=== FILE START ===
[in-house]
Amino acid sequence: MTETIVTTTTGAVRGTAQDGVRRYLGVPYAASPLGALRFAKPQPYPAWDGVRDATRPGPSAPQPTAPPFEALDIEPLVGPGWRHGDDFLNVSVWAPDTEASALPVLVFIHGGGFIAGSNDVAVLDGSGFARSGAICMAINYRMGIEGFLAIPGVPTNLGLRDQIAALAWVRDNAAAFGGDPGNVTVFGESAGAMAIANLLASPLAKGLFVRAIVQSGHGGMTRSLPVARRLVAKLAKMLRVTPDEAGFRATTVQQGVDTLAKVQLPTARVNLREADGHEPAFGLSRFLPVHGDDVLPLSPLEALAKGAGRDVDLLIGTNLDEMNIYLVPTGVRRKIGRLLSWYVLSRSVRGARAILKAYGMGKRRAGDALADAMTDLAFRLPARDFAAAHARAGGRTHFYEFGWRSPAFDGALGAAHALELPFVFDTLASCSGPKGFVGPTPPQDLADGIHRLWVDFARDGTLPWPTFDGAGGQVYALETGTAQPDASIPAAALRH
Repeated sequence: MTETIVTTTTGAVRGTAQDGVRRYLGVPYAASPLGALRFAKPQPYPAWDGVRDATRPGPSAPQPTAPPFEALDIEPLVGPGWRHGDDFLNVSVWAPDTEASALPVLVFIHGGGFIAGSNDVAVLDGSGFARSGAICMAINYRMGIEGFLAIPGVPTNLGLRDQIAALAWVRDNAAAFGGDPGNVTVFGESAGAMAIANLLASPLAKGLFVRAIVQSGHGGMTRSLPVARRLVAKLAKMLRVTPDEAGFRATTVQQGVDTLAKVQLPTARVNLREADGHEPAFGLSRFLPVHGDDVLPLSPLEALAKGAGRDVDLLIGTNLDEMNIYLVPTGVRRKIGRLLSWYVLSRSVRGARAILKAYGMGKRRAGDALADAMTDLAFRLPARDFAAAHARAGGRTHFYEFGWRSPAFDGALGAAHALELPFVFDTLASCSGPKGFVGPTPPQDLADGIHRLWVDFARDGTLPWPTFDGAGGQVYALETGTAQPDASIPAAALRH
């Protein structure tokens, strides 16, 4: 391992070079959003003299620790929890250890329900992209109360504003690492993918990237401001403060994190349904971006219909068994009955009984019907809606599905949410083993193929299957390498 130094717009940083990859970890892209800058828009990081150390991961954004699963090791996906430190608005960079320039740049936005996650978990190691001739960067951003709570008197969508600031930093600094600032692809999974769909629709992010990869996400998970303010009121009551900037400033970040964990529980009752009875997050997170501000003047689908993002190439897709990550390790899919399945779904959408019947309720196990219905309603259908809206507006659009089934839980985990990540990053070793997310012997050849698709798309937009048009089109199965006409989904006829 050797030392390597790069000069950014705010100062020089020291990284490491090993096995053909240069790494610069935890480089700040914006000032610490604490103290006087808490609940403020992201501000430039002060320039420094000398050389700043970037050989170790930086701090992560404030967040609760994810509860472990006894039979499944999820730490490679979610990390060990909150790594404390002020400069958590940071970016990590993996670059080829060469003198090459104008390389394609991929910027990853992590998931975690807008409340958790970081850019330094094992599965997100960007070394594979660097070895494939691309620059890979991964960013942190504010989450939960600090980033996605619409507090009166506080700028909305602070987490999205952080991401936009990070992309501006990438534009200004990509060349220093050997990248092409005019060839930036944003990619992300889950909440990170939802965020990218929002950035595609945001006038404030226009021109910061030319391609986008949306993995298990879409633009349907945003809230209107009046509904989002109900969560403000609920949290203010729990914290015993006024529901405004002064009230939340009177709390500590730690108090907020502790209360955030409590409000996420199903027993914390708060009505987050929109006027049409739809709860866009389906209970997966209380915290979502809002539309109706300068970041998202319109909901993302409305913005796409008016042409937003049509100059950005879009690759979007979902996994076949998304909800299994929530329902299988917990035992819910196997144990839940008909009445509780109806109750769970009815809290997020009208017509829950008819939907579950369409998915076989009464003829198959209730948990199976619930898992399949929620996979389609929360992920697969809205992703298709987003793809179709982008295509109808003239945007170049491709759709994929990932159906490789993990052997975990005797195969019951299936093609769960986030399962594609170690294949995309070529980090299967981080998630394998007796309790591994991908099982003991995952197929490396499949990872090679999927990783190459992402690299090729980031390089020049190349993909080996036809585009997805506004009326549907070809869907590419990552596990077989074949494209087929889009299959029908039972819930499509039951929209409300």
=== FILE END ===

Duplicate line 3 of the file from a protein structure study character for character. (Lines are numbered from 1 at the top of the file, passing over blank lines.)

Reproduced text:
Repeated sequence: MTETIVTTTTGAVRGTAQDGVRRYLGVPYAASPLGALRFAKPQPYPAWDGVRDATRPGPSAPQPTAPPFEALDIEPLVGPGWRHGDDFLNVSVWAPDTEASALPVLVFIHGGGFIAGSNDVAVLDGSGFARSGAICMAINYRMGIEGFLAIPGVPTNLGLRDQIAALAWVRDNAAAFGGDPGNVTVFGESAGAMAIANLLASPLAKGLFVRAIVQSGHGGMTRSLPVARRLVAKLAKMLRVTPDEAGFRATTVQQGVDTLAKVQLPTARVNLREADGHEPAFGLSRFLPVHGDDVLPLSPLEALAKGAGRDVDLLIGTNLDEMNIYLVPTGVRRKIGRLLSWYVLSRSVRGARAILKAYGMGKRRAGDALADAMTDLAFRLPARDFAAAHARAGGRTHFYEFGWRSPAFDGALGAAHALELPFVFDTLASCSGPKGFVGPTPPQDLADGIHRLWVDFARDGTLPWPTFDGAGGQVYALETGTAQPDASIPAAALRH